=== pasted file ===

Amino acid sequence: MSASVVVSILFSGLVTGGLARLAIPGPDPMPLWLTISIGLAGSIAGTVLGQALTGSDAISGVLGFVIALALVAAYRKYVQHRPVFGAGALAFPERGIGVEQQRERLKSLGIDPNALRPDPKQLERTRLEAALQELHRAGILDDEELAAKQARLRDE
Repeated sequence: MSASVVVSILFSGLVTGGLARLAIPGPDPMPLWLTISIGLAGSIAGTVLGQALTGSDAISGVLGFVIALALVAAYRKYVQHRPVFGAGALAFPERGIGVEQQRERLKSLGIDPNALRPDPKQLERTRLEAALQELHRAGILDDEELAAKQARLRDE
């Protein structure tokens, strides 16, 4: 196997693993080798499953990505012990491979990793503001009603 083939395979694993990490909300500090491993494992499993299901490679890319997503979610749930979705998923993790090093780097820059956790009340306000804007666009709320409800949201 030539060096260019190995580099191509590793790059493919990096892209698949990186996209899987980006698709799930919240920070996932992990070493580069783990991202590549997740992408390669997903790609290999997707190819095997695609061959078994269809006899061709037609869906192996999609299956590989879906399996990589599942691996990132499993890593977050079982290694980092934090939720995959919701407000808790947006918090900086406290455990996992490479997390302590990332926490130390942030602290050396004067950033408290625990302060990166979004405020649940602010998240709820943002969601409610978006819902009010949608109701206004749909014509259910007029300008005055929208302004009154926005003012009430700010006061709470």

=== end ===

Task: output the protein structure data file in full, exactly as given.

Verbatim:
Amino acid sequence: MSASVVVSILFSGLVTGGLARLAIPGPDPMPLWLTISIGLAGSIAGTVLGQALTGSDAISGVLGFVIALALVAAYRKYVQHRPVFGAGALAFPERGIGVEQQRERLKSLGIDPNALRPDPKQLERTRLEAALQELHRAGILDDEELAAKQARLRDE
Repeated sequence: MSASVVVSILFSGLVTGGLARLAIPGPDPMPLWLTISIGLAGSIAGTVLGQALTGSDAISGVLGFVIALALVAAYRKYVQHRPVFGAGALAFPERGIGVEQQRERLKSLGIDPNALRPDPKQLERTRLEAALQELHRAGILDDEELAAKQARLRDE
């Protein structure tokens, strides 16, 4: 196997693993080798499953990505012990491979990793503001009603 083939395979694993990490909300500090491993494992499993299901490679890319997503979610749930979705998923993790090093780097820059956790009340306000804007666009709320409800949201 030539060096260019190995580099191509590793790059493919990096892209698949990186996209899987980006698709799930919240920070996932992990070493580069783990991202590549997740992408390669997903790609290999997707190819095997695609061959078994269809006899061709037609869906192996999609299956590989879906399996990589599942691996990132499993890593977050079982290694980092934090939720995959919701407000808790947006918090900086406290455990996992490479997390302590990332926490130390942030602290050396004067950033408290625990302060990166979004405020649940602010998240709820943002969601409610978006819902009010949608109701206004749909014509259910007029300008005055929208302004009154926005003012009430700010006061709470």